with a nylon line and gagged him; and when the accused said they will kill him
(Joey Lugatiman) at 9:00 o'clock p.m. at Awasian bridge. These final and
parting words uttered to Joey Lugatiman eloquently expressed intent to kill.
Killing, however, was not consummated because Joey Lugatiman was able to
escape at around 10:00 o'clock in the morning of May 22, 1984." (Rollo, p. 25)

The facts and evidence on record do not show anything from which intent to kill could be
deduced to warrant a conviction for frustrated murder. A mere statement by the accused
stating that Lugatiman would be killed is not sufficient proof of intent to kill to convict a
person of frustrated murder.
In a crime of murder or an attempt or frustration thereof, the offender must have the
intent or the actual design to kill (US v. Burns, 41 Phil. 418 [1921]) which must be
manifested by external acts. For there to be frustrated murder, the offender must perform
all the acts of execution that would produce the felony as a consequence, but the felony is
not thereby produced by reason of causes independent of the will of the perpetrator. A
verbal expression that Lugatiman would be killed sixteen (16) hours after such statement
was made is not sufficient to show an actual design to perpetrate the act. Intent must be
shown not only by a statement by the aggressor of the purpose to kill, but also by the
execution of all acts and the use of means necessary to deliver a fatal blow while the
victim is not placed in a position to defend himself. However, after the performance of
the last act necessary, or after the subjective phase of the criminal act was passed, the
crime is not produced by reason of forces outside of the will of the aggressor. (People v.
Borinaga, 55 Phil., 433 [1930]).
Tying the victim's left leg with a chain on a 2" by 3" piece of wood and leaving him
inside the house of accused-appellant, Bonifacio Padilla are not acts that would result in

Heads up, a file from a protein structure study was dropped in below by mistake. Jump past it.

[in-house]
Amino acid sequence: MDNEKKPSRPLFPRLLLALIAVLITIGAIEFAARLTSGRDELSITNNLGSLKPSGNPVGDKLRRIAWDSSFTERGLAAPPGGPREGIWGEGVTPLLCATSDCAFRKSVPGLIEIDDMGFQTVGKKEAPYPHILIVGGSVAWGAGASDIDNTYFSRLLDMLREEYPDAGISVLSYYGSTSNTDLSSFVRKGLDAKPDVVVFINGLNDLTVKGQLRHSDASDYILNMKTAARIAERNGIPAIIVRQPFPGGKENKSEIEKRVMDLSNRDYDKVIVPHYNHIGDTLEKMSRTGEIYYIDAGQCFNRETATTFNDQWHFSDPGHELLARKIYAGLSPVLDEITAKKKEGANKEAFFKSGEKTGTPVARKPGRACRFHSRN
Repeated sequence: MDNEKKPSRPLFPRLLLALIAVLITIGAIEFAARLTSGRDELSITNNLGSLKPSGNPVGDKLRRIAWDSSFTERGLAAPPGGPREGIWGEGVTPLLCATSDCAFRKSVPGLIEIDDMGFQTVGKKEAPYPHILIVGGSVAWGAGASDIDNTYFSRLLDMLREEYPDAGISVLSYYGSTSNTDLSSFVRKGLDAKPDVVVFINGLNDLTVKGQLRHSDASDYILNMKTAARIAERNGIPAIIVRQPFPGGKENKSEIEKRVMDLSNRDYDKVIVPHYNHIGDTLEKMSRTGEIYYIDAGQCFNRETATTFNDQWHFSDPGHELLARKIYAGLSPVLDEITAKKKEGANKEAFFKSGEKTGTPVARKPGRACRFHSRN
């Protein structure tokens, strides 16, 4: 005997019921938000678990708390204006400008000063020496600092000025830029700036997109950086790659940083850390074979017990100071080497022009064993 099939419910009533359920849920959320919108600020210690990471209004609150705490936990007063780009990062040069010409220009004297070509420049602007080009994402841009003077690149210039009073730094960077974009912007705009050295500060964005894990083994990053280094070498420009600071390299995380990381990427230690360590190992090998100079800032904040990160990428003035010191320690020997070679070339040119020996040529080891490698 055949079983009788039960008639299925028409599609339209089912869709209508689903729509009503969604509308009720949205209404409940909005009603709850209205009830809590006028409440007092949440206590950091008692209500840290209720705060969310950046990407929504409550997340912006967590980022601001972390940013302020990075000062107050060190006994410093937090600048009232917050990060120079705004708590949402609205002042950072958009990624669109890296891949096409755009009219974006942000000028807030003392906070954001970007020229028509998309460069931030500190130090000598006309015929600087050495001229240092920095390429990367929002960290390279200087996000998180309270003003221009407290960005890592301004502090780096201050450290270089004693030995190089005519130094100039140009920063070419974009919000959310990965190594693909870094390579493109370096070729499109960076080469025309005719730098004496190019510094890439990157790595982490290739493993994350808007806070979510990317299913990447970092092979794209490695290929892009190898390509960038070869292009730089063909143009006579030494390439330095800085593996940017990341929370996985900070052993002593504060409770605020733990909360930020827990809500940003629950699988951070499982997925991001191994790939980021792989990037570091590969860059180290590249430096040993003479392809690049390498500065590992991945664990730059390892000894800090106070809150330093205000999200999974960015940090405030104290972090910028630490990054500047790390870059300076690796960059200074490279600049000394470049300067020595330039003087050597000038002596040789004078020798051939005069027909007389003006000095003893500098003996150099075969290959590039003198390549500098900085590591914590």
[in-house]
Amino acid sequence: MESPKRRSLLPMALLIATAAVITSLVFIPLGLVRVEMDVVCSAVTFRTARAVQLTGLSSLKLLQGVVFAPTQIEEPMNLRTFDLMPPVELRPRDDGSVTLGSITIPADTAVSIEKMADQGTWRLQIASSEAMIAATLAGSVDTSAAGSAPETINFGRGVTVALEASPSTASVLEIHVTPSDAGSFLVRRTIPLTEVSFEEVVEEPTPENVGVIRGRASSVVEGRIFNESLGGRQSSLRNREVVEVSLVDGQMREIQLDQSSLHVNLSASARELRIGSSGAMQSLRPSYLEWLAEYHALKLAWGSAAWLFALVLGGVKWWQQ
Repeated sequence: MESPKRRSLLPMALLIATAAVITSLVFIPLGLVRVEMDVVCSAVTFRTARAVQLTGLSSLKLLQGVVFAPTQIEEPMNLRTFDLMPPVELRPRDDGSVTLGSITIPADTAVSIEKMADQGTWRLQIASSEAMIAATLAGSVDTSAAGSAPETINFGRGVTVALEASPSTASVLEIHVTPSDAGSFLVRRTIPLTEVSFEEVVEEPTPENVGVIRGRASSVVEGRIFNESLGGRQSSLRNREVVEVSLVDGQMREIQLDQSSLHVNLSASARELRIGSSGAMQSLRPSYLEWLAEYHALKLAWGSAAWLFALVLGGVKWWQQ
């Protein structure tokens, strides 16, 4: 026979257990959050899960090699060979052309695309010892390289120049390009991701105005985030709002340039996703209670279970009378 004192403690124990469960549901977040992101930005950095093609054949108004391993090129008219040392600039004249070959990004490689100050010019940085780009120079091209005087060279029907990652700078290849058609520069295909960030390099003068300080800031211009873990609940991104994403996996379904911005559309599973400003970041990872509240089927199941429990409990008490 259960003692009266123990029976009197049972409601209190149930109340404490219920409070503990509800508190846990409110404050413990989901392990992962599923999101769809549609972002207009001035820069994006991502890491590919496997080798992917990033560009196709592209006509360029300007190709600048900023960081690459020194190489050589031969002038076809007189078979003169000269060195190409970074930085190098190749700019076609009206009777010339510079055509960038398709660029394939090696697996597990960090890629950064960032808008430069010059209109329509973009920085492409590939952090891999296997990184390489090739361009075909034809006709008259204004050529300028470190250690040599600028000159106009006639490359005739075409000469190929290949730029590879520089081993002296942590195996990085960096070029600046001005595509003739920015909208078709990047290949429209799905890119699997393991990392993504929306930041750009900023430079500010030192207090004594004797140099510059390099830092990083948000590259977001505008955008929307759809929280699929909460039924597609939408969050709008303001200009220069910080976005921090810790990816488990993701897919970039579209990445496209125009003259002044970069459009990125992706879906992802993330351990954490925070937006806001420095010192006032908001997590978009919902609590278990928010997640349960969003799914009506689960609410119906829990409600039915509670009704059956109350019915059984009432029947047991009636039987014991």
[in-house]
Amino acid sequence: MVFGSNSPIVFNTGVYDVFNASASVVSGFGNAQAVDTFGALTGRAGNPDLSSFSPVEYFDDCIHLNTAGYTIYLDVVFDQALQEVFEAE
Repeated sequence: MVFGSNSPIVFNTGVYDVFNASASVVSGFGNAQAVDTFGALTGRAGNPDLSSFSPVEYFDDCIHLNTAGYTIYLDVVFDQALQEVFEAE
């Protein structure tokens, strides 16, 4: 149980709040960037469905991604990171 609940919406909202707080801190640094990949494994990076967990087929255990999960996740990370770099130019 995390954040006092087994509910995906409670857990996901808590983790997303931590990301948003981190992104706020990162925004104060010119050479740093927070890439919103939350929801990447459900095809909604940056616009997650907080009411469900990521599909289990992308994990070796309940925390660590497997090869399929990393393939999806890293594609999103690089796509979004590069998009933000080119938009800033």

death. These were done only to restrain his liberty of movement for the period of time the

accused-appellants were busy hanging and burning the body of Reynaldo Gaurano some
thirty (30) meters away from where Lugatiman was left. Also, tying Lugatiman's hands
behind his back and his whole body to the wall, and blindfolding him were for the
purpose of restraining his liberty until the evening of May 22, 1984 came.
Accused-appellants also maintain that the injuries sustained by Lugatiman from the
manhandling at the Headquarters of the Airborne Company were not fatal as stated by the
prosecution's expert witness, Dr. Petronila Montero; hence, there can be no frustrated
murder. This is supported by the records (Exhibit "A-2", Records of Criminal Case No.
1194, p. 21; TSN, June 4, 1985, pp. 24-26) Lugatiman did not lose consciousness as a
result of the blows he sustained. (TSN, May 31, 1985, p. 49, Record, p. 115).
It is worthy to note that the trial court, in concluding the existence of frustrated murder,
did not even use as its basis, the manhandling of Lugatiman. The trial court in fact
concedes that the real purpose of the manhandling or torture was to have Lugatiman
admit and confess his being a member of the New People's Army (NPA) and the
activities of the NPAs. It was the statement made by the accused-appellant Nicolas
Guadalupe that Lugatiman would later be killed, that was the basis of the court for
inferring the commission of frustrated murder. According to the trial court, murder was
not committed because of the timely escape. Escape from the aggressors cannot establish
frustrated murder without first showing that the aggressors intended to kill and that they
really attacked the victim.
Under the circumstances, accused-appellants could not even be convicted of an attempt to
commit murder. There was no commencement of the criminal act by overt acts which
have a direct connection with the crime of murder intended to be committed. As stated
earlier the manhandling, express statement of purpose, and the restraint of liberty were
not such as to put the victim in danger of an imminent death. The small abrasions and
hematomas of the victim resulting from the torture by the accused were not mortal. After
the victim was restrained of his liberty immediately before Gaurano was killed, he was
able to watch how Gaurano was burned hanging upside down from a mango tree near the
Awasian bridge. Due to his fatigue and extreme weakness, he was even able to lie down
and sleep after looking at the horrible incident. (TSN, May 31, 1985, pp. 22-23)